College fund-raising problems are solved at Salisbury...

Letters to the Editor

August 30, 1998

College fund-raising problems are solved at Salisbury State

The Sun published a critical editorial about college fundraising ("Holding state college fund-raisers to account," Aug. 24).

I am not qualified to comment on Bowie State University. I am, however, a member of the Salisbury State Foundation; my personal gift was substantial enough that the school's research center was named in my honor. If my contributions had to go to the giant University of Maryland Foundation, I can assure you that not one cent would have been forthcoming.

The SSU Foundation is a private group run by local business people. The UM regents have little or no control over it.

When the mistakes of Robert Gearheart were discovered, the foundation and President William C. Merwin took immediate, decisive and appropriate action. An outside audit was completed and submitted. Mr. Gearheart made restitution for every questionable expenditure, all credit cards were canceled and rental cars were returned.

President Merwin had the right to fire Mr. Gearheart, but the state employee with 18 years seniority had employment rights that would have been the subject of a court fight that would cripple future fund-raising. A logical compromise was reached where Mr. Gearheart would resign and be retained at the minimum salary to qualify for retirement in two years.

Salisbury State is a state operation that merits the rating of excellent. Let's praise it and not criticize.

Edward H. Nabb


Ecker gets endorsement from one of his old friends

Kudos to The Sun for your endorsement of Charles I. Ecker for governor of Maryland in the upcoming Republican primary election. What a superb document of facts ("Ecker for governor in Republican primary," Aug. 23).

Chuck Ecker and I go back a long way. We were close friends in high school (Westminster Class of 1945) and then enlistees together in the U.S. Navy. We also participated in each others' wedding.

You summed it up very well -- "Dependable, honest, fair, intelligent, responsible" -- plus a fiscal conservative who cares about people.

This is a wonderful opportunity for the people of Maryland to send to Annapolis this most able of public servants to govern our state for the next four years.

Carroll D. Myers

Punta Gorda, Fla.

Story on park illustrated rise of South Baltimore

Joe Matthews' article (" 'Backwater' park becomes a Baltimore gem," Aug. 17) is a wonderful depiction of southwest Baltimore's many positive aspects, including the Mount Clare House Museum, the home of Charles Carroll the Barrister.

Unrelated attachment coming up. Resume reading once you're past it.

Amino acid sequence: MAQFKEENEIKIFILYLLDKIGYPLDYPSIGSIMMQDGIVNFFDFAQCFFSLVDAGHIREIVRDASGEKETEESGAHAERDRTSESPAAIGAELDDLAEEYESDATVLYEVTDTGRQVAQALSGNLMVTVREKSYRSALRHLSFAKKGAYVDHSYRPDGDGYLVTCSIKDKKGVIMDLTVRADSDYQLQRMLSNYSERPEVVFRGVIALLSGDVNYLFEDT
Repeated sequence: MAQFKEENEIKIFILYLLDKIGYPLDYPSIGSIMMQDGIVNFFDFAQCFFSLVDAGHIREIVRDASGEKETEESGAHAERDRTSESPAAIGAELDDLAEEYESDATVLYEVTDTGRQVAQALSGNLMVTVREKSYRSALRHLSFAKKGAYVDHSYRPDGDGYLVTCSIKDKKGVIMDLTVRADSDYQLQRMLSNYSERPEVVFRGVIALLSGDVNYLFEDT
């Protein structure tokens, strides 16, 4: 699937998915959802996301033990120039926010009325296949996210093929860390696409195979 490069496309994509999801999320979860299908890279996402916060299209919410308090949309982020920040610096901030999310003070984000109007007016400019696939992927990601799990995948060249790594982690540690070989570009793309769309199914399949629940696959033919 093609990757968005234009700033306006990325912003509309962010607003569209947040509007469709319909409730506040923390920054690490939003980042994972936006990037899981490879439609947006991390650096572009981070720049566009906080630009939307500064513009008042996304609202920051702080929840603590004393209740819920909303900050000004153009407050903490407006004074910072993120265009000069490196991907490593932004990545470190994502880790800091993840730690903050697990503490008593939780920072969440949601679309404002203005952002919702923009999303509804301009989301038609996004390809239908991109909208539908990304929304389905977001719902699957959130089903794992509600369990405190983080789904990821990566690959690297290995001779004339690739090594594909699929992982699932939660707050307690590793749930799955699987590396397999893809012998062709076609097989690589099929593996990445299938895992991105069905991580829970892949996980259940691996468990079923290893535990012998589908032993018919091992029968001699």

For 81 years, Mount Clare and its contents have been supported and maintained by the National Society of the Colonial Dames of America in the State of Maryland. The last remaining plantation house in Baltimore City, Mount Clare Mansion offers visitors far and near a rare glimpse into the life of one of Baltimore's early entrepreneurs and industrialists.

We, too, share hopes that Mount Clare will become a major tourist destination. In 1988, the National Park Service prepared a master plan for the society that provided a framework for this effort.

Our organization is an active and eager participant in the current master planning process. We believe that the priorities being established jointly by the community and area attractions will secure the park's future and, combined with other economic development activities, turn southwest Baltimore into a regional employment and tourism anchor.

We invite all of Baltimore to tour our historic home and to take advantage of the grounds and all of the recreational opportunities they have to offer.

Jane H. Grantham


The writer is president of the National Society of the Colonial Dames of America in Maryland.

Not enough room in harbor for another old warship

I would like to commend the group that is trying to save the carrier Forrestal. This is a historic ship that should be preserved for posterity, but Baltimore is not the place for it ("Forrestal's last battle may be for final berth," Aug. 18).

To be quite frank, it is a question of historic ship economics. Baltimore has the Constellation, Torsk, Taney Chesapeake, John Brown, the tug Baltimore and a host of smaller historic vessels as well as the reproduction of the Pride of Baltimore. All of these vessels must be preserved, and all are vying for the same tourist and donation dollar.

Because of its size of 1,039 feet in length and a draft of 36 feet, the Forrestal would never be brought into the Inner Harbor, where a historic ship must be to draw tourists. The costs of moving and maintaining a carrier are staggering, and the thought of it rusting and flaking away, forgotten at some pier, is mindful of other historic ships that have been procured by groups with the best of intentions and high hopes only to have reality dash them in the face.

Let the Navy donate the vessel to a city that can show it with pride and maintain it as she deserves.

Henry A. Lingenfelder


The writer is a retired director of the Baltimore Maritime Museum.

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